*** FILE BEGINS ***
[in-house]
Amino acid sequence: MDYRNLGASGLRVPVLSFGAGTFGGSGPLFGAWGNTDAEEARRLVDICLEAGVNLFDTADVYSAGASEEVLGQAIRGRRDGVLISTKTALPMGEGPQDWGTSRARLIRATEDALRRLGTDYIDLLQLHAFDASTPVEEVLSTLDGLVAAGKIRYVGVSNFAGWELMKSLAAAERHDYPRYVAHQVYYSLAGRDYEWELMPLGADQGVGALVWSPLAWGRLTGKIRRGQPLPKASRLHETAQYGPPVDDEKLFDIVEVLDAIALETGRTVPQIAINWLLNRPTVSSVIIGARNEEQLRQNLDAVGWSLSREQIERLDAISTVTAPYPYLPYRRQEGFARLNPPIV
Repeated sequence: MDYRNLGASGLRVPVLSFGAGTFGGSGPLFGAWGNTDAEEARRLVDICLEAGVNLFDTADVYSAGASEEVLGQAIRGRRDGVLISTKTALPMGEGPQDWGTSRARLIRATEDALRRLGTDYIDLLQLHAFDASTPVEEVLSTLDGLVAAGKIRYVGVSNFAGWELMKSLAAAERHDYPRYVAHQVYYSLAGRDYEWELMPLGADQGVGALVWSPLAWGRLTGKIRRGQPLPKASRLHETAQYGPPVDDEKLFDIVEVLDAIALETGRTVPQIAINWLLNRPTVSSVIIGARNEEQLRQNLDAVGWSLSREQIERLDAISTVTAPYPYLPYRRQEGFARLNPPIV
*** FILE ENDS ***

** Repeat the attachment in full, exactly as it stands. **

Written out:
[in-house]
Amino acid sequence: MDYRNLGASGLRVPVLSFGAGTFGGSGPLFGAWGNTDAEEARRLVDICLEAGVNLFDTADVYSAGASEEVLGQAIRGRRDGVLISTKTALPMGEGPQDWGTSRARLIRATEDALRRLGTDYIDLLQLHAFDASTPVEEVLSTLDGLVAAGKIRYVGVSNFAGWELMKSLAAAERHDYPRYVAHQVYYSLAGRDYEWELMPLGADQGVGALVWSPLAWGRLTGKIRRGQPLPKASRLHETAQYGPPVDDEKLFDIVEVLDAIALETGRTVPQIAINWLLNRPTVSSVIIGARNEEQLRQNLDAVGWSLSREQIERLDAISTVTAPYPYLPYRRQEGFARLNPPIV
Repeated sequence: MDYRNLGASGLRVPVLSFGAGTFGGSGPLFGAWGNTDAEEARRLVDICLEAGVNLFDTADVYSAGASEEVLGQAIRGRRDGVLISTKTALPMGEGPQDWGTSRARLIRATEDALRRLGTDYIDLLQLHAFDASTPVEEVLSTLDGLVAAGKIRYVGVSNFAGWELMKSLAAAERHDYPRYVAHQVYYSLAGRDYEWELMPLGADQGVGALVWSPLAWGRLTGKIRRGQPLPKASRLHETAQYGPPVDDEKLFDIVEVLDAIALETGRTVPQIAINWLLNRPTVSSVIIGARNEEQLRQNLDAVGWSLSREQIERLDAISTVTAPYPYLPYRRQEGFARLNPPIV